As most fans of live theatre in New Jersey know, we are blessed with a number of truly excellent professional theatres, e.g, The George Street Playhouse, The Paper Mill Playhouse, the Shakespeare Theatre of New Jersey, The Dreamcatchers, Centenary Stage Company, etc. These theatres produce plays that are the equal of much of the ‘other side of the Hudson’ with actors who work both sides of the river.
Thursday we had the opportunity to journey down to the Jersey Shore and visit one of the true professional theatre gems in the state. The 14 year old New Jersey Repertory Theatre in Long Branch, co-founded by Gabor Barabas and his wife SuzAnne. Gabor serves as the Executive Director and SuzAnne is the Artistic Director. The theatre is unique in that they exclusively produce new plays.
The current production that officially opens tonight at 8 pm, Saturday, July 27, 2013, is “Saving Kitty,” a romantic comedy with bite, written by Marisa Smith (a Jersey girl…born in Princeton) and directed by Evan Bergman. Smith is a longtime publisher of plays with her husband (Smith & Kraus), a former actress and, since 2005, an award winning playwright. Smith’s “Saving Kitty” won Best Play from Portland Stages’ Clauder competition in 2010 and premiered at the Wellfleet Actors Harbor Theater in July, 2012.
The ‘saving’ Kitty comes from the frantic, often hilarious, efforts of a mother to keep her only daughter from marrying the wrong kind. This, of course, reminds us of the great Spencer Tracy, Katherine Hepburn and Sidney Poitier film “Guess Who’s Coming To Dinner.”
In the case of “Saving Kitty” the otherwise social liberal mother’s prejudice is not racial, but religious. The mother, Kate, is a former television soap opera actress married to a United Nations diplomat. They live relatively quietly as ultra liberals (i.e. New Yorkers!) in a very comfortable Fifth avenue apartment until a tornado hits in the form of only daughter Kitty, a successful television journalist, arriving from California with her fourth fiance candidate Paul…not only an evangelical, but he is starting a religious school in the Bronx.
To mother Kate this means that Kitty’s trading her promising career for a life in the kitchen, dressed in muumuus and producing numerous babies. “He’s brainwashed her, he’s gonna get her involved in that kooky religion and keep her barefoot and pregnant for the rest of her life!” proclaims Kate.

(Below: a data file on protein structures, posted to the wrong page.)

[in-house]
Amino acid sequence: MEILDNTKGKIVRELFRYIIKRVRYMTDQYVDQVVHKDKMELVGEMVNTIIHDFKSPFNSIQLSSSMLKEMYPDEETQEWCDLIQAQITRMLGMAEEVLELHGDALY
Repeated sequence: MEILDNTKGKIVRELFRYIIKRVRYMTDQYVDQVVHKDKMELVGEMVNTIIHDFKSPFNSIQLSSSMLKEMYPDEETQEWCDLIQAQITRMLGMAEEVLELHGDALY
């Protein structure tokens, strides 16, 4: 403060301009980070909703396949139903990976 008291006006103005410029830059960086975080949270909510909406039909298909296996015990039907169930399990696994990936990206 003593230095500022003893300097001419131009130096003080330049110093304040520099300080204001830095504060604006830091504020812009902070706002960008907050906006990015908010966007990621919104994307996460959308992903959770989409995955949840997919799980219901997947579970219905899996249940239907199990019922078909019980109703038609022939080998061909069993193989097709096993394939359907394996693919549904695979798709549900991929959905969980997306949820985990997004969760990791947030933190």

Kate, played by Judith Hawking, is described by her husband Huntley “like a lioness protecting her cub.” Judith Hawking has a star turn as the perfect Kate who takes unhappy to a new level. Kate’s various, creative, and kooky attempts to sabotage her daughter’s relationship are the comedy high points of the play, frequently assisted by several bourbon on the rocks. Not easy to understand why the fiance does not retreat in the presence of the future mother-in-law from hell.
The reason for part of Kate’s actions can best be understood by these comments from playwright Marisa Smith: “I’ve really come to believe that one of the last acceptable prejudices that the well-educated elite still maintain with no embarrassment and absolutely no sense that this belief might be wrong, is their prejudice against evangelical Christians. You can be at a dinner party and somebody can start bashing evangelicals in a very crude way and no one looks twice, where you would never say those kinds of things about any other group with any impunity.”
The second part of the massive, negative reaction of mother Kate is that she gave up her own promising acting career for marriage with some regret and is now living vicariously through her daughter’s rising career. Kitty pleads to her mother to get her own life.
Director Evan Bergman’s production of “Saving Kitty” is a well paced treat with a superb cast that includes Sarah Nealis as Kitty, Christian Pedersen as her fiancé-to-be Paul, and John FitzGibbon, a NJ Rep veteran, as Kitty’s father Huntley who is consumed by an Islamist bomb threat in Turkey.
Some key dialogue moments: When Paul tries to explain the differences in the conservatism of Islamists and Evangelical Christians, he says: “If you disagree with the Islamists, they cut off your head. If you disagree with us, we just pray for you.” When Kitty tries to explain to her mother that a large number of Christians are Evangelical, Kate replies “Well, none of them live in Manhattan!”
The production team includes: Scenic design and props Jessica Parks; Costume design Patricia E. Doherty; Lighting design Jill Nagle; Technical director Michael Carroll; and Stage manager and sound design Jennifer Tardibuono.
The New Jersey Repertory’s production of Marisa Smith’s “Saving Kitty” is four-star entertainment. The thought-provoking script with an abundance of laughs, first class acting led by Judith Hawking, attractive set, fine costumes, and comfortable seating combine to equal a superior theatre experience.
Reviewed by Rick Busciglio July 25, 2013
The New Jersey Repertory Company is presenting “Saving Kitty” through August 25, 2013.
Performances are Thursdays, Fridays at 8:00 pm; Saturdays at 3:00 pm and 8:00 pm; and Sundays at 2:00 pm to August 25. Tickets are $40;
Opening night with reception is $50. Discounts are available for seniors, students, and groups of 10 or more. NJ Rep is a year-round, professional, non-profit theater located at 179 Broadway in Long Branch only minutes from the Jersey Shore. Free on-site parking is available and there is easy access from NJ Transit (North Jersey Coast Line) and Academy Buses.
For tickets, contact the Box Office at 732-229-3166 or visit www.njrep.org to reserve your seats online.